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Chobani Yogurt's Success Starts Where a Giant Left Off Chobani's founder Hamdi Ulukaya tells the story of his company's modest beginnings and current growing pains.

By Diana Ransom

Opinions expressed by Entrepreneur contributors are their own.

For Chobani Inc. May might as well be national yogurt month.

Not only did the Greek-yogurt maker announce its first-time sponsorship of Team USA athletes during the London 2012 Olympics, it learned that Chobani is rated as the top yogurt brand in the U.S., according to Harris Interactive's 2012 Harris Poll EquiTrend study. Then, this week, the Small Business Administration named the company as its 2012 Entrepreneurial Success award winner.

Here's why the accolades have been flowing in. After launching in 2007 out of a shuttered Kraft plant, the company -- which started with five employees let go from Kraft -- now has more than 1,200 employees. Chobani, based in New Berlin, N.Y., also has roughly $1 billion in annual sales and ships 1.5 to 1.7 million cases of Chobani to grocery stores across the U.S. each week.

Named for the Greek word for shepherd, Chobani founder Hamdi Ulukaya sat down with Entrepreneur.com to talk about the company's modest beginnings and growing pains as it breaks ground at a new, nearly 1 million-square-foot manufacturing plant in Twin Falls, Idaho. Here is an edited version of that discussion:

Entrepreneur: What has been the key to Chobani's success?
Ulukaya: Just about anyone can make a good product, but it's the people that count. In the end, it's the employees who will take it from a kitchen-table idea to the next level. There are a lot of important things in business, but the people portion comes first.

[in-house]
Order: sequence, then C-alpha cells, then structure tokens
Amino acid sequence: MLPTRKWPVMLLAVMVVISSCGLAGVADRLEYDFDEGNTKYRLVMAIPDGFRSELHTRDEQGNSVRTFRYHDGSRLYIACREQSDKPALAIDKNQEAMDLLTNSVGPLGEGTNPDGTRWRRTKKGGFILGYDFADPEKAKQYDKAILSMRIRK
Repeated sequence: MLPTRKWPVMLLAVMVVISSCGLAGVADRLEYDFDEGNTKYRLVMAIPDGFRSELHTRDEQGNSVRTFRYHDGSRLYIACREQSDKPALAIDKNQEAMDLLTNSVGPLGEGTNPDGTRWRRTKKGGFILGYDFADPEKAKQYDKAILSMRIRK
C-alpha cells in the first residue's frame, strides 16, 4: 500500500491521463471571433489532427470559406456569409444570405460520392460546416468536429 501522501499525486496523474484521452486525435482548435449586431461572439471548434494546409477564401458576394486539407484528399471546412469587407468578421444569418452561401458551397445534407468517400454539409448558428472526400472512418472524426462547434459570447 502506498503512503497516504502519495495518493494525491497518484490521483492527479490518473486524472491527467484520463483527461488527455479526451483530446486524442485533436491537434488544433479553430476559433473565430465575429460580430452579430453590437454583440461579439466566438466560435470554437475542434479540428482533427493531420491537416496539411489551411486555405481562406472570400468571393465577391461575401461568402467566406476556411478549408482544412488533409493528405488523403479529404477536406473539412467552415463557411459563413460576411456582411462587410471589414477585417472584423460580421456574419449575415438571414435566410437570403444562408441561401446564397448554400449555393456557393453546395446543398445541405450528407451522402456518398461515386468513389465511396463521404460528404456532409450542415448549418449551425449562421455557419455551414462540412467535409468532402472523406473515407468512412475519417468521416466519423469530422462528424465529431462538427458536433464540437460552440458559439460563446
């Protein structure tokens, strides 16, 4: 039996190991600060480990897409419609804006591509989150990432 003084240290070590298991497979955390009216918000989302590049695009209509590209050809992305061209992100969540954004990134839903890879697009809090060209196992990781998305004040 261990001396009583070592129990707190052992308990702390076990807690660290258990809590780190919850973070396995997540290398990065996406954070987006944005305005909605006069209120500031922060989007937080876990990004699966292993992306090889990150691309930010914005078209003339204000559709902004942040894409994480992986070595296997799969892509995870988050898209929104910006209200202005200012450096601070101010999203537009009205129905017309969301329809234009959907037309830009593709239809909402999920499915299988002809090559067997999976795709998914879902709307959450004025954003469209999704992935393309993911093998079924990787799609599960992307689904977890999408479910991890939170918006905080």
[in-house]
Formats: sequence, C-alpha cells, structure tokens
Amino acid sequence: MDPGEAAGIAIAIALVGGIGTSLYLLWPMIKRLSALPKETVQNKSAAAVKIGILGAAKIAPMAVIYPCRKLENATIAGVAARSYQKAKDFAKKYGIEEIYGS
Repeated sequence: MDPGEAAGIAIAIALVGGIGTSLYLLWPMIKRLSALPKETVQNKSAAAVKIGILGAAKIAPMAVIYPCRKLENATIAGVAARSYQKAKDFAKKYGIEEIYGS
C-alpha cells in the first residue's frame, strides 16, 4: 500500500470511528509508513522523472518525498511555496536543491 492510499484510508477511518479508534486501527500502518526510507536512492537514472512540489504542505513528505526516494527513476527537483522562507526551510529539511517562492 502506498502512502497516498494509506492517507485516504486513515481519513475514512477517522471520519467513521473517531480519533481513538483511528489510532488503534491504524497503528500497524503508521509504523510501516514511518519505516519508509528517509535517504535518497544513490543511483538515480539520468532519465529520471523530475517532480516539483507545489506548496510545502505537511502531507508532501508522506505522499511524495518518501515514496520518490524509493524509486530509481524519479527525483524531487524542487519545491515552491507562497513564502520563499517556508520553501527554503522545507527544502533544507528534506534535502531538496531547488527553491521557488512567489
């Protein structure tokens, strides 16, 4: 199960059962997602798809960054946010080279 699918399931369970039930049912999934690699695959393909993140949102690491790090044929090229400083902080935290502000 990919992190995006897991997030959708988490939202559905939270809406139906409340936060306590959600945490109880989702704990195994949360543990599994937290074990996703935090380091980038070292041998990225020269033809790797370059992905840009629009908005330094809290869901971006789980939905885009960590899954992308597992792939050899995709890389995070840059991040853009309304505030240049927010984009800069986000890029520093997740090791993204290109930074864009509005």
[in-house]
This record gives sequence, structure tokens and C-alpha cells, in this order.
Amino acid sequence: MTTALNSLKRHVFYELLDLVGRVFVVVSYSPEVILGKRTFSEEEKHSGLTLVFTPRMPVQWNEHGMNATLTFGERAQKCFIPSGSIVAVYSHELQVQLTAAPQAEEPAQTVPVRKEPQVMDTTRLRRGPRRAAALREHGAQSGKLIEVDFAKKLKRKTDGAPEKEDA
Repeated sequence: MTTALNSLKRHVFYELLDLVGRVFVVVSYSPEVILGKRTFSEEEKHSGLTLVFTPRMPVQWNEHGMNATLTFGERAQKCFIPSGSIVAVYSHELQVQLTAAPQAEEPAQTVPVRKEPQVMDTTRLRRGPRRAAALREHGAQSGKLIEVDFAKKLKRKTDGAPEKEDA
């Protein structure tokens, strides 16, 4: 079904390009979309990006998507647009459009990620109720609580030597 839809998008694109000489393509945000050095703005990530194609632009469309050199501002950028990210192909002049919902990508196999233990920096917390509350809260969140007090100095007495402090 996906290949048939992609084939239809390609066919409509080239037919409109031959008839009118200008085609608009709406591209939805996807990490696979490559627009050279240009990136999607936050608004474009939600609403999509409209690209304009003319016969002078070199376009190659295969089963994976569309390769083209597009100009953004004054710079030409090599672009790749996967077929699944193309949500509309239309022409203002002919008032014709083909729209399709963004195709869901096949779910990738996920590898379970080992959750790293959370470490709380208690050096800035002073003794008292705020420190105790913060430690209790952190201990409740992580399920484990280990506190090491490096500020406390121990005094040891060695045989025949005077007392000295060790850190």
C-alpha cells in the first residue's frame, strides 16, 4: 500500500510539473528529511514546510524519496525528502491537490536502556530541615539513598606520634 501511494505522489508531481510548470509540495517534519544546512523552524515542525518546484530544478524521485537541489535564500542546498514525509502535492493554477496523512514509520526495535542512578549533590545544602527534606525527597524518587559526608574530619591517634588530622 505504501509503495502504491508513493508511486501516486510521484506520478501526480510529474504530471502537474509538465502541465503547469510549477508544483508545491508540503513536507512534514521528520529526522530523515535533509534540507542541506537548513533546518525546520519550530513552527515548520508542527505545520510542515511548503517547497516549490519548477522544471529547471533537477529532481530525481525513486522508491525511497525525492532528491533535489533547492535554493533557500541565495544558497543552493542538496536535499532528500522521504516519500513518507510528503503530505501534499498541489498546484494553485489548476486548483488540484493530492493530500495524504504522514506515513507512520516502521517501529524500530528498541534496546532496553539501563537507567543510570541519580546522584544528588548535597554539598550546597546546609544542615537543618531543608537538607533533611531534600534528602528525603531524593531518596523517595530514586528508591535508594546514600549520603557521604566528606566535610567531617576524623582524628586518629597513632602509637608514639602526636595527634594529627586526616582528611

Entrepreneur: What is your biggest challenge these days?
Ulukaya: You can find Chobani in every major supermarket, in club stores, convenience stores and airports. But we're not everywhere yet. We have been struggling with keeping up with demand. That's why we're building a new plant and hiring more workers. But, it takes time to build a factory to fulfill that demand. We had some difficulties. But, when we open the plant in Idaho, we'll be in better shape, with more products and more flavors.

Related: For SBA Award Winner, Success Means: 'Do the Right Thing'

Entrepreneur: You're hiring while giant companies lay people off. Why?
Ulukaya: I can only speak from what happened to us here. I look at this plant in New Berlin. It formerly operated in almost the same industry and it was closed. What was wrong before?

For me, it proves the need for small businesses. Every small business will give you an entrepreneurial way of looking at things. I guarantee you that for every plant that closes, if you gave it to one small-business person in that community, he or she would find a way to make it work. The small-business attitude is you always find a way to make it work.

Entrepreneur: With the added capacity from the new plant, will you move beyond yogurt?
Ulukaya: We never called ourselves a yogurt brand, but, right now, yogurt is still our focus. We are innovating, however. This year, we launched Chobani Champions, a line of yogurt that is packed and sized to appeal to kids. And we're also really excited about Chobani Kitchen, a site that highlights recipes made with yogurt. The notion that yogurt can enliven everything from soups to desserts hasn't reached people at large yet. Right now, 99 percent of the time Chobani is consumed in a six-ounce cup, and it's mostly breakfast.

Related: Eyeing a HUBZone? Hold Onto That Status

Entrepreneur: What has winning this award meant to Chobani?
Ulukaya: I love it. We've been given a lot of awards and every one of them was special, but I'm particularly proud of this one. We couldn't buy the plant without a SBA loan. If they didn't support us then, there wouldn't be a Chobani story here today. There wouldn't be 1,200 people working. I hope this is an example for my small-business colleagues: That a small startup can challenge the big guys, and one day they can find themselves in every supermarket.

Entrepreneur: Advice for aspiring entrepreneurs?
Ulukaya: Go for it, if you believe it.

Diana Ransom is the former deputy editor of Entrepreneur.com.

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